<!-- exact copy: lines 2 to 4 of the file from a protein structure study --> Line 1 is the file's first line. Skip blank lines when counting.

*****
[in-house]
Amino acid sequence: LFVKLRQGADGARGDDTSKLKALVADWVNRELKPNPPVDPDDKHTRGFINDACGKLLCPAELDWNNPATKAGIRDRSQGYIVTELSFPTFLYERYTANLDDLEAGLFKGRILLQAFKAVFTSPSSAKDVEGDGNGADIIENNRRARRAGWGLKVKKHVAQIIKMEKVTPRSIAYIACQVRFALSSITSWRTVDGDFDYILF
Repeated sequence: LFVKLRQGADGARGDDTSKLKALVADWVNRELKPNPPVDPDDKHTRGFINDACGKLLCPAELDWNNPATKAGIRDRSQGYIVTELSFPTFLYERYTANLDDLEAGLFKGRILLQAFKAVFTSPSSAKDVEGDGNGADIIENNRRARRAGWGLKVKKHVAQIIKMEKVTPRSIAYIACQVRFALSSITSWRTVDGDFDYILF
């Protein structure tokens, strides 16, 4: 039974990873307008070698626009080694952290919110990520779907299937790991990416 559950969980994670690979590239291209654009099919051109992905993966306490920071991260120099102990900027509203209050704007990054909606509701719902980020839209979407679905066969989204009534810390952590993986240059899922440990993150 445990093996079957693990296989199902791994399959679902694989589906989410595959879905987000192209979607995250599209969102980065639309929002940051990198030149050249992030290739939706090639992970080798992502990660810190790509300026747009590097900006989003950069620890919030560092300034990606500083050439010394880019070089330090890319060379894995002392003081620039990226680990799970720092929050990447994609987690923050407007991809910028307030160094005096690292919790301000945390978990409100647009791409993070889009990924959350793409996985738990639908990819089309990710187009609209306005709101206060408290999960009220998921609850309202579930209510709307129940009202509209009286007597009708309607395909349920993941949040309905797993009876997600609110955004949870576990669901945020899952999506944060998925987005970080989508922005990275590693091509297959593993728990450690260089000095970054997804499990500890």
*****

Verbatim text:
Amino acid sequence: LFVKLRQGADGARGDDTSKLKALVADWVNRELKPNPPVDPDDKHTRGFINDACGKLLCPAELDWNNPATKAGIRDRSQGYIVTELSFPTFLYERYTANLDDLEAGLFKGRILLQAFKAVFTSPSSAKDVEGDGNGADIIENNRRARRAGWGLKVKKHVAQIIKMEKVTPRSIAYIACQVRFALSSITSWRTVDGDFDYILF
Repeated sequence: LFVKLRQGADGARGDDTSKLKALVADWVNRELKPNPPVDPDDKHTRGFINDACGKLLCPAELDWNNPATKAGIRDRSQGYIVTELSFPTFLYERYTANLDDLEAGLFKGRILLQAFKAVFTSPSSAKDVEGDGNGADIIENNRRARRAGWGLKVKKHVAQIIKMEKVTPRSIAYIACQVRFALSSITSWRTVDGDFDYILF
């Protein structure tokens, strides 16, 4: 039974990873307008070698626009080694952290919110990520779907299937790991990416 559950969980994670690979590239291209654009099919051109992905993966306490920071991260120099102990900027509203209050704007990054909606509701719902980020839209979407679905066969989204009534810390952590993986240059899922440990993150 445990093996079957693990296989199902791994399959679902694989589906989410595959879905987000192209979607995250599209969102980065639309929002940051990198030149050249992030290739939706090639992970080798992502990660810190790509300026747009590097900006989003950069620890919030560092300034990606500083050439010394880019070089330090890319060379894995002392003081620039990226680990799970720092929050990447994609987690923050407007991809910028307030160094005096690292919790301000945390978990409100647009791409993070889009990924959350793409996985738990639908990819089309990710187009609209306005709101206060408290999960009220998921609850309202579930209510709307129940009202509209009286007597009708309607395909349920993941949040309905797993009876997600609110955004949870576990669901945020899952999506944060998925987005970080989508922005990275590693091509297959593993728990450690260089000095970054997804499990500890």